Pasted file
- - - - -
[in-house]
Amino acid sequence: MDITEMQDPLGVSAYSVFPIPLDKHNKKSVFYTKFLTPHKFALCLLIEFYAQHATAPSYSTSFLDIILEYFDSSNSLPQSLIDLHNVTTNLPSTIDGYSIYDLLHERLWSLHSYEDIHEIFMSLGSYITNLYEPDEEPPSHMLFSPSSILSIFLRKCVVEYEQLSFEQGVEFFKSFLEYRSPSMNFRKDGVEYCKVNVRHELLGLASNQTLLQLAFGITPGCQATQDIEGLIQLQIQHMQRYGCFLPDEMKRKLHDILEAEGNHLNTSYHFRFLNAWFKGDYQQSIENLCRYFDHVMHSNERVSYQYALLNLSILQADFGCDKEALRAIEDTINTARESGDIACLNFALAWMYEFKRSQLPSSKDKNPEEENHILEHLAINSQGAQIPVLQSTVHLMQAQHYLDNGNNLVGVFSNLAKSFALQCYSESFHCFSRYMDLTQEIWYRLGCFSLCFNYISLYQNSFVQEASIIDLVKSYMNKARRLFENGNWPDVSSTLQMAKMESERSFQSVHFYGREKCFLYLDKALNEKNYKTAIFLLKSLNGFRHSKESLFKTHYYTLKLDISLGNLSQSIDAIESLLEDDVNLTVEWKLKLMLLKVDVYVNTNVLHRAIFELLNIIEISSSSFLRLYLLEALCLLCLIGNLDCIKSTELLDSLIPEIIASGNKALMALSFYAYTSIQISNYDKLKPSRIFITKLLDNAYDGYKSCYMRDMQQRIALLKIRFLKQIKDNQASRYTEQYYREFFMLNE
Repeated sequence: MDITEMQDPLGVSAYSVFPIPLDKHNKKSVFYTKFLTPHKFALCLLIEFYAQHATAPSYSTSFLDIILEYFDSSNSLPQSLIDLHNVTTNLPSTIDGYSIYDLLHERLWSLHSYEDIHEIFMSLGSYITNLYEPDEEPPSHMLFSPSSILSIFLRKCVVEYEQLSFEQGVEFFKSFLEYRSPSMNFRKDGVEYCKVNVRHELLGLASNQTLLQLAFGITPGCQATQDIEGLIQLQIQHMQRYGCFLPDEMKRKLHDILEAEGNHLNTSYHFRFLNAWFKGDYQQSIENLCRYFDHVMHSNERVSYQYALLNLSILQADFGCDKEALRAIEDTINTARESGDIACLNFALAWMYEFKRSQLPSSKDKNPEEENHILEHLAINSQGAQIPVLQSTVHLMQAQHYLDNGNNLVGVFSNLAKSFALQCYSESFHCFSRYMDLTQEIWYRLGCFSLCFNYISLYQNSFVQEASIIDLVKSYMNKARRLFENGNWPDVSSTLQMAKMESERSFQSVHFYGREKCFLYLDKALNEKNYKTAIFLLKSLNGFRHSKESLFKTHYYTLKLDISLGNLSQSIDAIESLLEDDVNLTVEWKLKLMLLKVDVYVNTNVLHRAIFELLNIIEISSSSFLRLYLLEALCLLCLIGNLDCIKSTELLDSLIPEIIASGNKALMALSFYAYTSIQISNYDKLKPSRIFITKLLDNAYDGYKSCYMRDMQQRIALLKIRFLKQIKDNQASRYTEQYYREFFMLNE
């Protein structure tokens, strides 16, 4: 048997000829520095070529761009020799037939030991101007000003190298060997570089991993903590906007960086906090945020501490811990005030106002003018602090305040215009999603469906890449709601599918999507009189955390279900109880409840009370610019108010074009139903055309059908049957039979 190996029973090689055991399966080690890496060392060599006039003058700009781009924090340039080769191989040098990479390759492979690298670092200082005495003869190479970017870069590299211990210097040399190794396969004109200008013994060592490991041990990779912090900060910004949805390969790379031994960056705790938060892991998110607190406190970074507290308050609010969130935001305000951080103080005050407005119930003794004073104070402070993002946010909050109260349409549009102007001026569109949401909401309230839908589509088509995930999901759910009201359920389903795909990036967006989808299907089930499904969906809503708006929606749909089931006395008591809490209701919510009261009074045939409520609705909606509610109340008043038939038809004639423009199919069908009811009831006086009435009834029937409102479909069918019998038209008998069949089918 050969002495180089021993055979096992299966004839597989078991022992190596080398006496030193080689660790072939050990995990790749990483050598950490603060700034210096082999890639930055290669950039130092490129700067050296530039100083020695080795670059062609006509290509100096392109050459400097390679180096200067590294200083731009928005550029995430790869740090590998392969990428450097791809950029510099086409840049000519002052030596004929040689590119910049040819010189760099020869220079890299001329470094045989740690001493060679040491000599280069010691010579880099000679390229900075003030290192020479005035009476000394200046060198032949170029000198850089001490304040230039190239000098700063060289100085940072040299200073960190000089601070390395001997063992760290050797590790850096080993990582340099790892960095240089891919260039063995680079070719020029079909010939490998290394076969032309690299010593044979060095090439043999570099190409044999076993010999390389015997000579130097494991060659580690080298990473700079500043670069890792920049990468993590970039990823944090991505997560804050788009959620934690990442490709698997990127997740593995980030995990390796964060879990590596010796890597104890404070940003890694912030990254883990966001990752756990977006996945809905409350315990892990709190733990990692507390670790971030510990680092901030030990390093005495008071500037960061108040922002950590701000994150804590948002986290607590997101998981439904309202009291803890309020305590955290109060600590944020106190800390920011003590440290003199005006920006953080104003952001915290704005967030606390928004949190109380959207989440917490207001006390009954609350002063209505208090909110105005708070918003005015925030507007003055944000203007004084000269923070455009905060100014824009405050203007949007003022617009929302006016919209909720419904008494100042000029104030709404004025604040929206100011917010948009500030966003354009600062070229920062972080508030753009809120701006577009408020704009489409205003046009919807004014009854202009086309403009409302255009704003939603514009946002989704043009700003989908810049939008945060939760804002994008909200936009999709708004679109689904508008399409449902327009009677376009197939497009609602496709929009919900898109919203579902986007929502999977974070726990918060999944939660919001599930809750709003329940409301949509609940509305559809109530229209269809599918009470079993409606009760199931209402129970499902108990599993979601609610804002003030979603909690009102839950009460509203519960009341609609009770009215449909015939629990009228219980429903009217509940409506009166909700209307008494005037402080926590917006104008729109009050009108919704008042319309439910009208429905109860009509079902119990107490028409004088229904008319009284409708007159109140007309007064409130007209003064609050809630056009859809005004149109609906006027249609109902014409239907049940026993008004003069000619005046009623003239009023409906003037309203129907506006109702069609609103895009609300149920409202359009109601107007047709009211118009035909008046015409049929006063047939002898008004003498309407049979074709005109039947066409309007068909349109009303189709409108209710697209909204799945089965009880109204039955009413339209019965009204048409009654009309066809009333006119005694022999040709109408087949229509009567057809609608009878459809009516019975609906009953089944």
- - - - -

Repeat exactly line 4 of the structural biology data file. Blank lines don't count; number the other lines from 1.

């Protein structure tokens, strides 16, 4: 048997000829520095070529761009020799037939030991101007000003190298060997570089991993903590906007960086906090945020501490811990005030106002003018602090305040215009999603469906890449709601599918999507009189955390279900109880409840009370610019108010074009139903055309059908049957039979 190996029973090689055991399966080690890496060392060599006039003058700009781009924090340039080769191989040098990479390759492979690298670092200082005495003869190479970017870069590299211990210097040399190794396969004109200008013994060592490991041990990779912090900060910004949805390969790379031994960056705790938060892991998110607190406190970074507290308050609010969130935001305000951080103080005050407005119930003794004073104070402070993002946010909050109260349409549009102007001026569109949401909401309230839908589509088509995930999901759910009201359920389903795909990036967006989808299907089930499904969906809503708006929606749909089931006395008591809490209701919510009261009074045939409520609705909606509610109340008043038939038809004639423009199919069908009811009831006086009435009834029937409102479909069918019998038209008998069949089918 050969002495180089021993055979096992299966004839597989078991022992190596080398006496030193080689660790072939050990995990790749990483050598950490603060700034210096082999890639930055290669950039130092490129700067050296530039100083020695080795670059062609006509290509100096392109050459400097390679180096200067590294200083731009928005550029995430790869740090590998392969990428450097791809950029510099086409840049000519002052030596004929040689590119910049040819010189760099020869220079890299001329470094045989740690001493060679040491000599280069010691010579880099000679390229900075003030290192020479005035009476000394200046060198032949170029000198850089001490304040230039190239000098700063060289100085940072040299200073960190000089601070390395001997063992760290050797590790850096080993990582340099790892960095240089891919260039063995680079070719020029079909010939490998290394076969032309690299010593044979060095090439043999570099190409044999076993010999390389015997000579130097494991060659580690080298990473700079500043670069890792920049990468993590970039990823944090991505997560804050788009959620934690990442490709698997990127997740593995980030995990390796964060879990590596010796890597104890404070940003890694912030990254883990966001990752756990977006996945809905409350315990892990709190733990990692507390670790971030510990680092901030030990390093005495008071500037960061108040922002950590701000994150804590948002986290607590997101998981439904309202009291803890309020305590955290109060600590944020106190800390920011003590440290003199005006920006953080104003952001915290704005967030606390928004949190109380959207989440917490207001006390009954609350002063209505208090909110105005708070918003005015925030507007003055944000203007004084000269923070455009905060100014824009405050203007949007003022617009929302006016919209909720419904008494100042000029104030709404004025604040929206100011917010948009500030966003354009600062070229920062972080508030753009809120701006577009408020704009489409205003046009919807004014009854202009086309403009409302255009704003939603514009946002989704043009700003989908810049939008945060939760804002994008909200936009999709708004679109689904508008399409449902327009009677376009197939497009609602496709929009919900898109919203579902986007929502999977974070726990918060999944939660919001599930809750709003329940409301949509609940509305559809109530229209269809599918009470079993409606009760199931209402129970499902108990599993979601609610804002003030979603909690009102839950009460509203519960009341609609009770009215449909015939629990009228219980429903009217509940409506009166909700209307008494005037402080926590917006104008729109009050009108919704008042319309439910009208429905109860009509079902119990107490028409004088229904008319009284409708007159109140007309007064409130007209003064609050809630056009859809005004149109609906006027249609109902014409239907049940026993008004003069000619005046009623003239009023409906003037309203129907506006109702069609609103895009609300149920409202359009109601107007047709009211118009035909008046015409049929006063047939002898008004003498309407049979074709005109039947066409309007068909349109009303189709409108209710697209909204799945089965009880109204039955009413339209019965009204048409009654009309066809009333006119005694022999040709109408087949229509009567057809609608009878459809009516019975609906009953089944």